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15 - Psa32 3

15 Jan: Daily Readings & Thought for January 15th. “FOR WHEN I KEPT SILENT”

[vc_row][vc_column][vc_column_text]Psalm 32 today is an intimate exchange of words between David and God; it is one of the most personal of all the Psalms – just 11 verses, but so powerful!  The first 7 are by David and the remainder; God’s response. How meaningful! Remember Paul’s comment on God’s words, , “They were written down for our instruction, on who the end of the ages has come,” [1 Cor. 10 v.11]  We are surely living in the final end of the ages”!

The first verse declares, “Blessed is the one whose transgression is forgiven, whose sin is covered.”  David recognises that “the LORD counts no iniquity”, (in the one) in whose spirit is no deceit.” [v.2] His next words are, “For when I kept silent … day and night your hand was heavy upon me; my strength was dried up …” [v.3,4]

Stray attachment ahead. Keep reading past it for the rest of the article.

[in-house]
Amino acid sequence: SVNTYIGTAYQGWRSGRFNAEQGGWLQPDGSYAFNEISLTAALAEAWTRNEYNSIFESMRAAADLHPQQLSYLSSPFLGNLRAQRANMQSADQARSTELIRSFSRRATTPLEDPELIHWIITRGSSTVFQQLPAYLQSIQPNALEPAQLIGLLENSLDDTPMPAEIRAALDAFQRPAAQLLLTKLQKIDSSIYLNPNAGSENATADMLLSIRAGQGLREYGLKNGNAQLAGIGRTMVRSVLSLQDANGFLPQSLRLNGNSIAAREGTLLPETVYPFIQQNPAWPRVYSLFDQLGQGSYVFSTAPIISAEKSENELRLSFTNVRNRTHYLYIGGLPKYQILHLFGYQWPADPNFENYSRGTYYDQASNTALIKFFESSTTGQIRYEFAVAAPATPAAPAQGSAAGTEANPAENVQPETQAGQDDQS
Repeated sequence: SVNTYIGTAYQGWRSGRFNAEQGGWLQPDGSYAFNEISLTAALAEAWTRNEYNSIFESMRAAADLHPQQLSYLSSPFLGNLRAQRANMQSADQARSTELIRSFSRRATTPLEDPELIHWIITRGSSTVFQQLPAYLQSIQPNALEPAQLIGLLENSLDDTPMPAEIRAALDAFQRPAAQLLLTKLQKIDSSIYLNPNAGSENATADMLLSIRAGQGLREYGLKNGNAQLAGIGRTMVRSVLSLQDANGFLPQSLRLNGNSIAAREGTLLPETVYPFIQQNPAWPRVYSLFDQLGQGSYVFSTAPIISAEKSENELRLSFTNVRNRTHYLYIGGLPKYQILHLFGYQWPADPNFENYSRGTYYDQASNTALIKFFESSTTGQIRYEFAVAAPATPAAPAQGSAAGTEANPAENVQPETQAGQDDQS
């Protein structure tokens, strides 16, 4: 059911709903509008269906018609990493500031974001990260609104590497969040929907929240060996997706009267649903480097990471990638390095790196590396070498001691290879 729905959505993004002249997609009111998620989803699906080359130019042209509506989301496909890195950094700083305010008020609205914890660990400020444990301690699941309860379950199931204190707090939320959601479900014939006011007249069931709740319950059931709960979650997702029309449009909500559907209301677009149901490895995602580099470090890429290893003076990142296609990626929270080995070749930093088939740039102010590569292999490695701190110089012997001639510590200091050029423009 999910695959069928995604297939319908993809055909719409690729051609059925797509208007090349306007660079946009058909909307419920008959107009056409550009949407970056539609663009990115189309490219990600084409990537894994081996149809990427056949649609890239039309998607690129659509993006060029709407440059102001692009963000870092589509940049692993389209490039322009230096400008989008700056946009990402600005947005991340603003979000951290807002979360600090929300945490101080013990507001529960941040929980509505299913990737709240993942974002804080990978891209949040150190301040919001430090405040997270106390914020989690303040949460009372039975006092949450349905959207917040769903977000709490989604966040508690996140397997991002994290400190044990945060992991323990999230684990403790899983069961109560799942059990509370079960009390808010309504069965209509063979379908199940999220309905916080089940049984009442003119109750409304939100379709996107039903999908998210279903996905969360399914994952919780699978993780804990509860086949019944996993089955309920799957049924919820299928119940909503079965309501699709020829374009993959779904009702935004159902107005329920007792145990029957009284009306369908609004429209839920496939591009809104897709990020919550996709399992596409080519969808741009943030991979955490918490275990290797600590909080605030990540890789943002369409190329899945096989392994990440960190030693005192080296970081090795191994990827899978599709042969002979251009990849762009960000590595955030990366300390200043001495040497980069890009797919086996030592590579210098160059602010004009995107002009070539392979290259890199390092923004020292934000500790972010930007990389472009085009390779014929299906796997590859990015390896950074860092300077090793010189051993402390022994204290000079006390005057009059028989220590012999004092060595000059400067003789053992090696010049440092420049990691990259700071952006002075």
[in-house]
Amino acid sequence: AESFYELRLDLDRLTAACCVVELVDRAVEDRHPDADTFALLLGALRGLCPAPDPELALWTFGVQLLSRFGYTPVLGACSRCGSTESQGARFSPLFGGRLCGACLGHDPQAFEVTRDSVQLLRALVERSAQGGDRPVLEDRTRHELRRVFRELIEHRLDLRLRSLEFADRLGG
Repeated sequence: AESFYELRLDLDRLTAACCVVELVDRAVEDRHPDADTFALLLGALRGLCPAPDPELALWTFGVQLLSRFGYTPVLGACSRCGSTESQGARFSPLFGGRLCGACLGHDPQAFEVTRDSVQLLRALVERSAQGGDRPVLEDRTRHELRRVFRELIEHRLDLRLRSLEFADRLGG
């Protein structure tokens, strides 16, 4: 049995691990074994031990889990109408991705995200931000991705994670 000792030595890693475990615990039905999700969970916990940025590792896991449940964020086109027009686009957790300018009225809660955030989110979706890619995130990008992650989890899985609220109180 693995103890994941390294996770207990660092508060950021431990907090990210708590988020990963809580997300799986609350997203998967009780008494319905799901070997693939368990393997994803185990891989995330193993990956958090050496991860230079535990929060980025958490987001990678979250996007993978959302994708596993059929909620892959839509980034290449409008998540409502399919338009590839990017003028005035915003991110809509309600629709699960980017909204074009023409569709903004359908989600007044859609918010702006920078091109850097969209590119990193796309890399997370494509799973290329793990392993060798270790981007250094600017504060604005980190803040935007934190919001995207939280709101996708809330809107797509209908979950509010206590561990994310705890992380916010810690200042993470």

The world is full of deceit and efforts to avoid any penalty for wrong-doing; does this influence us?  Any sense of “guilt” is pushed out of sight, out of mind.  But it is David who sets us the example, he says to God, “I acknowledged my sin to you… you forgave … my sin … you preserve me from trouble… you surround me with shouts of deliverance”[v. 5,7]

Then comes God’s answer, “I will instruct you and teach you in the way you should go; I will counsel you with my eye upon you.  Be not like a horse or a mule, without understanding … or it will not stay near you.” [v.8,9] 

The Bible, so wonderfully preserved and so readily available to us provides us with Divine instruction, we have only ourselves to blame if we are “without understanding”.  May we all fully sense that  “steadfast love surrounds the one who trusts in the LORD” and so “Be glad … rejoice … and shout for joy, all you upright in heart! [v.10,11]    It is only when we keep “silent” that our hearts fail in uprightness.